"Now we can say that this material has a strong aromatic character, which helps us understand more about the complex mixture of molecules that makes up Titan's haze," said
The material had been detected earlier in data gathered by Cassini's Composite Infrared Spectrometer, an instrument that makes observations at wavelengths in the far infrared region, beyond red light. The spectral signature of the material suggested it was made up of a mixture of molecules.
To investigate that mixture, the researchers turned to the tried-and-true approach of combining gases in a chamber and letting them react. The idea is that if the experiment starts with the right gases and under the right conditions, the reactions in the lab should yield the same products found in Titan's smoggy atmosphere. The process is like being given a slice of cake and trying to figure out the recipe by tasting it. If you can make a cake that tastes like the original slice, then you chose the right ingredients.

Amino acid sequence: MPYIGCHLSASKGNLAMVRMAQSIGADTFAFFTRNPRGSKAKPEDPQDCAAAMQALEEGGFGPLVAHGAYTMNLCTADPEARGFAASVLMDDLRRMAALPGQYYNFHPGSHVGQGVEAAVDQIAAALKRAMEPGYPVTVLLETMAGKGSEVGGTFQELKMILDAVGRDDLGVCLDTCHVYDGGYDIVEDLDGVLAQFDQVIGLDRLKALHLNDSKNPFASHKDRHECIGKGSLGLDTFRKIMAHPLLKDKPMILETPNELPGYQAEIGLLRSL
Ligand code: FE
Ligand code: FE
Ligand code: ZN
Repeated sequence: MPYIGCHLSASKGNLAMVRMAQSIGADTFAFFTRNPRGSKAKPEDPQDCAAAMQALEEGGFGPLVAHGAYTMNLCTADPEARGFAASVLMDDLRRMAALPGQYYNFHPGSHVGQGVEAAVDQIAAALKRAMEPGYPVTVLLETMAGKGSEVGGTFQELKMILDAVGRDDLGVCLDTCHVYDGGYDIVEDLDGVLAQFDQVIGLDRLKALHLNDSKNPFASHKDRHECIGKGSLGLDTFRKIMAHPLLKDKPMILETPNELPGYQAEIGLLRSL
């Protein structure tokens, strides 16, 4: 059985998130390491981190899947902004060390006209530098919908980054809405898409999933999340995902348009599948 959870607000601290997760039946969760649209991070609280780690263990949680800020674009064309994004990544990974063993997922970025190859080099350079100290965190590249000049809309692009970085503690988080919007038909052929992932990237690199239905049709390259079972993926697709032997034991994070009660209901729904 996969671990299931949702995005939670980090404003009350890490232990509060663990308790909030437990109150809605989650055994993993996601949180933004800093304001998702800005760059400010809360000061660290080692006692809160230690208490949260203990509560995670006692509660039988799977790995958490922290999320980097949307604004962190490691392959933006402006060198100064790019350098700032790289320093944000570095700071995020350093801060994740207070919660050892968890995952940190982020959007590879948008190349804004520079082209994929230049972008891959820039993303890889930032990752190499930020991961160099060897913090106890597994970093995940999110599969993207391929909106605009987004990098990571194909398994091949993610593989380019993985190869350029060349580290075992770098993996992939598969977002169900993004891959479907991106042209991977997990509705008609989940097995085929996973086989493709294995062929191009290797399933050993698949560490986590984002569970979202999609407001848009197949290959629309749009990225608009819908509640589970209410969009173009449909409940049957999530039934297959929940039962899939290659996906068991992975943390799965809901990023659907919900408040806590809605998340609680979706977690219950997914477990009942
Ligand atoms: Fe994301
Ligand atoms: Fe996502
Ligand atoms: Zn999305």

Now that the basic recipe has been demonstrated, future work will concentrate on tweaking the experimental conditions to perfect it.
"Titan's chemical makeup is veritable zoo of complex molecules," said
Keywords for this news article include: Aerospace,
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